• Project Leader: Prof. Jerzy Szpunar, Department of Mechanical Engineering, U of S
  • Co-Investigators: Dr. Michael Bradley, Dr. Barbara Szpunar, U of S
  • Partner: CANDU Owners Group

Some components inside nuclear reactors are made out of nickel-based alloys. Radiation produced in a nuclear reactor can affect the nickel, producing helium that can make the alloy brittle and lead to component failure. This project seeks to understand this helium formation and find ways to improve the alloys to reduce the possibility of embrittlement.

Nuclear Energy and Safety Systems

An Integrated Approach to Nuclear Materials Selection for the Advanced High-Temperature Reactor

  • Project Leader: Prof. Chary Rangacharyulu, Department of Physics and Engineering Physics, U of S
  • Co-Investigator: Dr. Jerzy Szpunar
  • Partner: AECL

Proposed advanced nuclear reactors will operate at higher temperatures than current designs in order to enhance their efficiency. The selection of materials to cover the nuclear fuel rods is a common design challenge, as materials traditionally used in fuel bundles cannot be used in the higher temperature environments of these new reactors. This project will evaluate materials that can be used as fuel cladding in next generation reactors, focusing on the Canadian Super-Critical Water-cooled Reactor.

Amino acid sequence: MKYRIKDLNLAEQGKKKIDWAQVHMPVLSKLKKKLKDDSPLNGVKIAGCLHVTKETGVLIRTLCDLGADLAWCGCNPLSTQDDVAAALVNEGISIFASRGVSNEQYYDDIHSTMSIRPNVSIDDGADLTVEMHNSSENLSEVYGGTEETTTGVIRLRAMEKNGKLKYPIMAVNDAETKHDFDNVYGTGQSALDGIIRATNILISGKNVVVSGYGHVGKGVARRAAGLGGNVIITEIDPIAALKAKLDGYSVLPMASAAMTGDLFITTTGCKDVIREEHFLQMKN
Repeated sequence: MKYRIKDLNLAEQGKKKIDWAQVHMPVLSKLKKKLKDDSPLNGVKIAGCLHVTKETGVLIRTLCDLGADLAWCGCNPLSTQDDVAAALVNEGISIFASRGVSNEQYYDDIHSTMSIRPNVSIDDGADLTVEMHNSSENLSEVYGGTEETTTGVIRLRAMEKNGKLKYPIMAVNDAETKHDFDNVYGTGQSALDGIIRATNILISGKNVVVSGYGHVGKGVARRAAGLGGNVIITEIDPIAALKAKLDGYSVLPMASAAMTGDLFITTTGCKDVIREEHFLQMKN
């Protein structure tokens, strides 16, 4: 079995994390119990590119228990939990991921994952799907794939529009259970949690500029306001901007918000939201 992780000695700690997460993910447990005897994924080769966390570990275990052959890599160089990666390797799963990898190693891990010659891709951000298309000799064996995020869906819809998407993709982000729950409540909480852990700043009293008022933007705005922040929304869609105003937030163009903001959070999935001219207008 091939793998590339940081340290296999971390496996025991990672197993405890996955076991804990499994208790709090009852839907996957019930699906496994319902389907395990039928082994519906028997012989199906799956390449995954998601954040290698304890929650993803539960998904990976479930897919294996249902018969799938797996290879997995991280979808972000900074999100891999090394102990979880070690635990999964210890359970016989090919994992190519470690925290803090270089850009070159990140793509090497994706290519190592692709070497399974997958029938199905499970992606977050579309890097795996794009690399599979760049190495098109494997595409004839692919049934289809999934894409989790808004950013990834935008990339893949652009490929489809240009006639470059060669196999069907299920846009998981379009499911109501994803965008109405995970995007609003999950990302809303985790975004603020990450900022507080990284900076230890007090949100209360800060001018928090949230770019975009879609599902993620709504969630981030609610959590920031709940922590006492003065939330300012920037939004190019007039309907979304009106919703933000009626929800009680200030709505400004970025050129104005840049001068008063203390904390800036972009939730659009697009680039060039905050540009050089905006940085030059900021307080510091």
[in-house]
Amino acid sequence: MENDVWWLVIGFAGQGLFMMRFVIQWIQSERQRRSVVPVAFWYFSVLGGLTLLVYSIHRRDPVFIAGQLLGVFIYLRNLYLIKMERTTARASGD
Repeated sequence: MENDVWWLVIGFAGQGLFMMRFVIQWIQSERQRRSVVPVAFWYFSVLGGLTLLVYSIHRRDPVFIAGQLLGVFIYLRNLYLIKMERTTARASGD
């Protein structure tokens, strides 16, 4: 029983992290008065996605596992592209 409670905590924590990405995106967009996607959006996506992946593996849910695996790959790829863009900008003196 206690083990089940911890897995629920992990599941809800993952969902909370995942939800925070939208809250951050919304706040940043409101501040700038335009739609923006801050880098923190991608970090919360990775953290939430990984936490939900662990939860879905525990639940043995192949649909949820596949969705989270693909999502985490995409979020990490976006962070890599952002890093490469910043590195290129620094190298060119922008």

Molecular Simulation Studies of Nuclear Waste Materials

  • Project Leader: Prof. Richard Bowles, Department of Chemistry, U of S
  • Partner: Compute Canada

Being able to store nuclear waste materials safely for hundreds to tens of thousands of years is one of the most significant challenges facing the nuclear industry and rates as one of the greatest public concerns regarding the development of new nuclear power stations. Ultra-stable glasses are a newly discovered class of materials that may be ideal candidates for waste storage because they have properties similar to glasses that are thousands of years old. This project will use computer-based molecular simulations to examine how ultra-stable glasses are formed and what gives rise to their surprising stability – an essential material property needed for the safe long-term storage of nuclear waste.

 Evidence and Nuclear Policy in Saskatchewan

  • Project Leader: Dr. Loleen Berdahl, Department of Political Studies, U of S
  • Co-Investigators: Scott Bell, Department of Geography, U of S; Dr. Maureen Bourassa, Edwards School of Business, U of S
  • Partners: AECL, Carson Centre, The Spatial Initiative